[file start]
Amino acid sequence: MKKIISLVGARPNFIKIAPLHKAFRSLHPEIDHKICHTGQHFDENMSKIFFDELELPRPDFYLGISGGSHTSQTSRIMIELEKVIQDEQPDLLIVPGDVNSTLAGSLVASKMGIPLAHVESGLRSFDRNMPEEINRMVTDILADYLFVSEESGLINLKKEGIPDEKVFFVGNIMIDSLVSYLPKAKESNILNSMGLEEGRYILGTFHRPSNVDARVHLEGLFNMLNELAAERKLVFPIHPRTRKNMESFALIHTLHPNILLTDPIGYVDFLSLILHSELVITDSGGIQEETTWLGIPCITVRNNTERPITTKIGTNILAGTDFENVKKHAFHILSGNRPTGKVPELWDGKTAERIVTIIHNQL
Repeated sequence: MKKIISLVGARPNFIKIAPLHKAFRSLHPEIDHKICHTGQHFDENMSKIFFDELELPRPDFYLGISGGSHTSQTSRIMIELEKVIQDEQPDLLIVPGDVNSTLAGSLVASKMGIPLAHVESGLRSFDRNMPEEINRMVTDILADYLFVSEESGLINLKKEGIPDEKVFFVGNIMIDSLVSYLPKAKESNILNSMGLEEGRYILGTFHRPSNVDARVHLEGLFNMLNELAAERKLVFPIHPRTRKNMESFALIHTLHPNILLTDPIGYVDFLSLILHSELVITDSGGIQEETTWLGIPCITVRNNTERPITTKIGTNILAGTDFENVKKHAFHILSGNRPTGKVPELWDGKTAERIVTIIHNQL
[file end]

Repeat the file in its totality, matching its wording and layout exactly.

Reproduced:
Amino acid sequence: MKKIISLVGARPNFIKIAPLHKAFRSLHPEIDHKICHTGQHFDENMSKIFFDELELPRPDFYLGISGGSHTSQTSRIMIELEKVIQDEQPDLLIVPGDVNSTLAGSLVASKMGIPLAHVESGLRSFDRNMPEEINRMVTDILADYLFVSEESGLINLKKEGIPDEKVFFVGNIMIDSLVSYLPKAKESNILNSMGLEEGRYILGTFHRPSNVDARVHLEGLFNMLNELAAERKLVFPIHPRTRKNMESFALIHTLHPNILLTDPIGYVDFLSLILHSELVITDSGGIQEETTWLGIPCITVRNNTERPITTKIGTNILAGTDFENVKKHAFHILSGNRPTGKVPELWDGKTAERIVTIIHNQL
Repeated sequence: MKKIISLVGARPNFIKIAPLHKAFRSLHPEIDHKICHTGQHFDENMSKIFFDELELPRPDFYLGISGGSHTSQTSRIMIELEKVIQDEQPDLLIVPGDVNSTLAGSLVASKMGIPLAHVESGLRSFDRNMPEEINRMVTDILADYLFVSEESGLINLKKEGIPDEKVFFVGNIMIDSLVSYLPKAKESNILNSMGLEEGRYILGTFHRPSNVDARVHLEGLFNMLNELAAERKLVFPIHPRTRKNMESFALIHTLHPNILLTDPIGYVDFLSLILHSELVITDSGGIQEETTWLGIPCITVRNNTERPITTKIGTNILAGTDFENVKKHAFHILSGNRPTGKVPELWDGKTAERIVTIIHNQL